Then came the standard beauty questions:
“What have you contributed to your school, your community, your family, and to your country?”
Did we ever get some good answers to that question! A girl named Kacy wanted to be the first woman president, Carly Adams said she contributed leadership to the school, another girl said she contributed love and support to her family and friends. I just wanted to grow up and work for all kids to receive the best possible education to better the country, get ahead, you know?
Round two and there were four of us left. Carly was one of them and I was hanging in there. I looked out at the panel of judges. There was Mr. Sanders our principal. This cheered me up, since he had always liked me ever since I volunteered to help tutor students in English. I was hoping for second place and felt I might have a good shot with him. I really needed that money.
Backstage, I was with the other finalists. Kacy, Amanda and Carly. Carly wouldn’t speak to the rest of the girls. Amanda was looking for some cigarettes she had hidden. Kacy turned to me,
“Do I know you from somewhere?”
“Probably not, I don’t normally enter pageants like this?”
“Really?” she said in a most disinterested fashion.
“So who do you think will win?”
“I’ve no idea,” I said.
“Well, everybody knows Amanda smokes, so she isn’t a good example. Carly might win if her daddy paid enough money. Nobody takes you seriously from what I understand, so that gives me a pretty good chance,” she smiled a fake smile and walked away.
I was astounded and a little hurt. What was I doing here anyway? All that was coming from Joey putting me up to this was that I was gonna be embarrassed. This was a hard lesson to learn. I was making my way to the bathroom. I thought I would just slip out the back way.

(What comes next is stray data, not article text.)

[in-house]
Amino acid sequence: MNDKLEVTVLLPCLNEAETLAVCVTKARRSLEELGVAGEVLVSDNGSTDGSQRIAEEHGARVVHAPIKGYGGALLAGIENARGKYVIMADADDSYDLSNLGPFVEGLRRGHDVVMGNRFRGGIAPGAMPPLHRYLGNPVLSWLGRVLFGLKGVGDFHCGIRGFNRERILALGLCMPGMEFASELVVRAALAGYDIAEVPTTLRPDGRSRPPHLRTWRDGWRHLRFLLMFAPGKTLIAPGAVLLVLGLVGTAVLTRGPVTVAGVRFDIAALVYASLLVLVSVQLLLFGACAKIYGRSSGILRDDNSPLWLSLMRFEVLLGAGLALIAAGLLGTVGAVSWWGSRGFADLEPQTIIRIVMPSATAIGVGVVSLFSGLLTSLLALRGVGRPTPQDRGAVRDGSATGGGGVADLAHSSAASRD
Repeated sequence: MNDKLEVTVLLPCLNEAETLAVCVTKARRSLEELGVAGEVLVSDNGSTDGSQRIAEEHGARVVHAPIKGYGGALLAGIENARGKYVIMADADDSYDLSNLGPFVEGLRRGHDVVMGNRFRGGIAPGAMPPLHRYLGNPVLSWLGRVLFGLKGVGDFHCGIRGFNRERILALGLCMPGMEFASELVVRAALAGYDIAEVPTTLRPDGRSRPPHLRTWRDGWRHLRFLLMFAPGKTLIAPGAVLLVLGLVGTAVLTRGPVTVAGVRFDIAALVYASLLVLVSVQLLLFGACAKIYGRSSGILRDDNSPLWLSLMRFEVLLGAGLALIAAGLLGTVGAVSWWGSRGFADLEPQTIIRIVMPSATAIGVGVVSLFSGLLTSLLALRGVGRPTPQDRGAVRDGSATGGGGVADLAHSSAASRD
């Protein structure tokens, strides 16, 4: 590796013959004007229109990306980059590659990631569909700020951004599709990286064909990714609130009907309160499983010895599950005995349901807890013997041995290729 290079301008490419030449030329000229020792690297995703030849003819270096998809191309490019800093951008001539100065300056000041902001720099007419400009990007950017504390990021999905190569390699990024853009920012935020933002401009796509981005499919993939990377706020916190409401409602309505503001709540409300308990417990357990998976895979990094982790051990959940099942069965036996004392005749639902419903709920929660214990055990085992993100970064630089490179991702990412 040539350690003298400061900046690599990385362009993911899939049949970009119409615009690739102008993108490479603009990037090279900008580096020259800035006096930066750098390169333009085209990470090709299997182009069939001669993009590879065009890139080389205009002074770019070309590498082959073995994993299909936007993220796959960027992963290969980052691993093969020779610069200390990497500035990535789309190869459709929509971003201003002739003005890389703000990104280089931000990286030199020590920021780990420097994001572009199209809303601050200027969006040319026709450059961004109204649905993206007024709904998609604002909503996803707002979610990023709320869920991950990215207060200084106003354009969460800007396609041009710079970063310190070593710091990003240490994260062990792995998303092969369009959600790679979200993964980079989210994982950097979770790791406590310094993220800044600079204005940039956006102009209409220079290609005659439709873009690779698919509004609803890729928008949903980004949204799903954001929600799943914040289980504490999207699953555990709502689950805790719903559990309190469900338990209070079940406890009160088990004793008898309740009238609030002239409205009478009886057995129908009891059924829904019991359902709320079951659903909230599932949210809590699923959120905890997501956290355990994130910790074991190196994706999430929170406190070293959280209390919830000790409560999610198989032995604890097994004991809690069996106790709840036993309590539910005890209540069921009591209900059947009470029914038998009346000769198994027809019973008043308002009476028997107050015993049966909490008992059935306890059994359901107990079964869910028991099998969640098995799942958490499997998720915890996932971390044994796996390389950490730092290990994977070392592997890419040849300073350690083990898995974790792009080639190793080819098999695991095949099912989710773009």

“Where do you think you are going?” Jane Fields asked me with her short little voice.
“Umm, nowhere,” I answered.
“You just turn right around and head on up to that stage and take your place.”
I did just that. The third runner up was announced. The second runner up was Carly Adams. I couldn’t believe my luck. I was gonna get second place after all.
“The first runner up is Kacy Jones, Mary Ann Davis is Miss Rutherford County!”
Damn! I was stunned. I was Miss Rutherford County! This was worse than Miss Merry Christmas. I never meant to win. I just wanted second place. Something had to be wrong here. The roses were stuffed in my arms and I walked straight and smiled and waved at everyone in the whole darn county. Joey was jumping up and down, waving at me. I was happy but humiliated all at the same time.
After the contest was over, and I collected the prize money and the scholarship, I got ready to leave for California. I had managed to get in to the medical assisting school, and had even gotten another scholarship. Grandma and Joey were sad, guess they thought I would never go, but I had to try. Anyway, I could always come back. We said our goodbyes and I walked off that big front porch. It was harder than what I thought it would be. I drove through the streets of the little town one last time, half expecting Ollie Oliver jump out and chase my car down the road and do his siren imitation, but he was nowhere to be found. I turned my car onto the main highway and passed the median that ran down the center of main street. I saw Rudy Bobby on his tractor plowing his fields. He didn’t see me, and I thought that was best. Out on the highway, I saw the road sign that said Dallas was 340 miles. In my rear view mirror, I caught a glimpse of another sign: